Christen Skaer, a veterinarian at Skaer Veterinary Clinic, leads a pet vaccination project with Inter-Faith Ministries called Project Care. She provides vaccinations for pets of homeless people, so the pets can stay in local shelters with their owners.

For the pet food drive, people can drop off donations of unopened, non-expired pet food at the Skaer Veterinary Clinic, 404 S. Edgemoor, or the Operation Holiday Distribution Center, 6225 E. Kellogg.

Operation Holiday

Operation Holiday is an annual drive to support local families in need during the holiday season. This year, it hopes to give food, Dillons gift cards, toys, coats and blankets to more than 14,000 low-income residents in Wichita.

That’s up from 12,341 people served by Operation Holiday last year.

The project wants to collect more than 100,000 cans of food, including 4,500 jars of peanut butter, 25,000 cans of vegetables and 9,000 boxes of cereal.

To information on how to apply for help, visit interfaithwichita.org/operation-holiday/apply or call 316-264-9303.

To donate and to find drop-off locations, visit interfaithwichita.org/operation-holiday/donate. Operation Holiday needs to raise $350,000 to provide its services this year and needs 3,000 volunteers.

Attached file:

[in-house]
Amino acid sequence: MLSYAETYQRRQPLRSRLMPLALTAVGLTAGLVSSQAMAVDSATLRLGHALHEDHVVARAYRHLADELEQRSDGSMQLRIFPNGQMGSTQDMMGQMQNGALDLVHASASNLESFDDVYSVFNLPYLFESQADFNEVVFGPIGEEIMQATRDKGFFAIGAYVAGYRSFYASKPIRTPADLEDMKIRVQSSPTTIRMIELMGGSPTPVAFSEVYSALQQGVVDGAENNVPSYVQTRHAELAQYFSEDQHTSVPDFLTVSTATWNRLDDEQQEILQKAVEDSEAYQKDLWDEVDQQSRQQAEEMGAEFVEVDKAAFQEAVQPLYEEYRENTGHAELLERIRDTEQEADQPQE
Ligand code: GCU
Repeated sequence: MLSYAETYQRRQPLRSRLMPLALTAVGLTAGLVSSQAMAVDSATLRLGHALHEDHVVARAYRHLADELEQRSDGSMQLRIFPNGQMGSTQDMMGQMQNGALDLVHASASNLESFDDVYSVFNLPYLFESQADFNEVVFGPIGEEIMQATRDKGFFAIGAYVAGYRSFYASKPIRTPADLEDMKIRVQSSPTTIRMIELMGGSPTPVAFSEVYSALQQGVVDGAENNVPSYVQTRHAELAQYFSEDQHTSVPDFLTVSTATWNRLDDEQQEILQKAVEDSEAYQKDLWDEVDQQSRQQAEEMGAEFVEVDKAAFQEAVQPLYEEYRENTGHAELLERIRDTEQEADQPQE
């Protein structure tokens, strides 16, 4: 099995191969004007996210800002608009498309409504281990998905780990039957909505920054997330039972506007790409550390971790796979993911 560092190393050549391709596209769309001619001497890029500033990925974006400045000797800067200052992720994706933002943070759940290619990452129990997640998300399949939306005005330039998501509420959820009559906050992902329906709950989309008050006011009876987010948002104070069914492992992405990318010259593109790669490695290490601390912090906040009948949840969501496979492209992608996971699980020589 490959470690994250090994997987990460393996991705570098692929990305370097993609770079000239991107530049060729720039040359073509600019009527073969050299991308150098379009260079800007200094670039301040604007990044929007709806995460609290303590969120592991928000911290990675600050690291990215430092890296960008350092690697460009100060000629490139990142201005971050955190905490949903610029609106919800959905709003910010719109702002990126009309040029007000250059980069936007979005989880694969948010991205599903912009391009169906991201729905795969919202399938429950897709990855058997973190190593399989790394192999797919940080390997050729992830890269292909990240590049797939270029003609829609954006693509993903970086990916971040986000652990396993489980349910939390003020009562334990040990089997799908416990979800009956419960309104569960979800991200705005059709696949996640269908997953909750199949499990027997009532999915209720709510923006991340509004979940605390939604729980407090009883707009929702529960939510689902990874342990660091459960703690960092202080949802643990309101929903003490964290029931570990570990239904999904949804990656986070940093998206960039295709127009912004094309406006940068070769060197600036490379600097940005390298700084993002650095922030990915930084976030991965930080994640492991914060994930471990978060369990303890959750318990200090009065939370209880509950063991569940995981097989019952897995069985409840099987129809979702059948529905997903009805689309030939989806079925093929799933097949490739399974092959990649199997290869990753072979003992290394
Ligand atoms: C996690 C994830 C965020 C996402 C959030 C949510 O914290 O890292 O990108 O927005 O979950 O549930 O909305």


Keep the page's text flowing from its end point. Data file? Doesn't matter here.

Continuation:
“It’s very easy for us to turn off the lights at the end of the day and become complacent,” said Todd King, an attorney at KB&A Accident Recovery Team, a sponsor of Operation Holiday.

But King said it’s important for the community to help those in need, either with donations or volunteered time.

Operation Holiday is run by Inter-Faith Ministries and includes support from Toys For Tots and Catholic Ministries.

Salvation Army

Angel Trees will start appearing in malls and businesses Nov. 27.

Angel Trees are Christmas trees with numbered paper tags hung from the branches. The tags have the first name, age and gender of a child or teen in need of toys or clothes. People can take one or more of the tags and buy gifts for the children described on the tag.

Wheeler said the Salvation Army would accept applications for holiday assistance Monday through Nov. 20. Individuals and families in need can submit applications at three Salvation Army locations – 1739 S. Elpyco, 1910 S. Everett and 350 N. Market – from 10 a.m. to 4 p.m. Monday, Wednesday and Friday. The locations are open from 10 a.m. to 6 p.m. on Thursdays.

To apply, people should bring proof of income, proof of family members living in the home and proof of residency, such as a pay stub, utility bill or government assistance card.

The Salvation Army also collects donations of money, most notably from its bell-ringing campaign, which also starts Nov. 27. Anyone interested in volunteering can visit www.ringbells.org.

It also has a Star of Hope project for adults and seniors with special needs.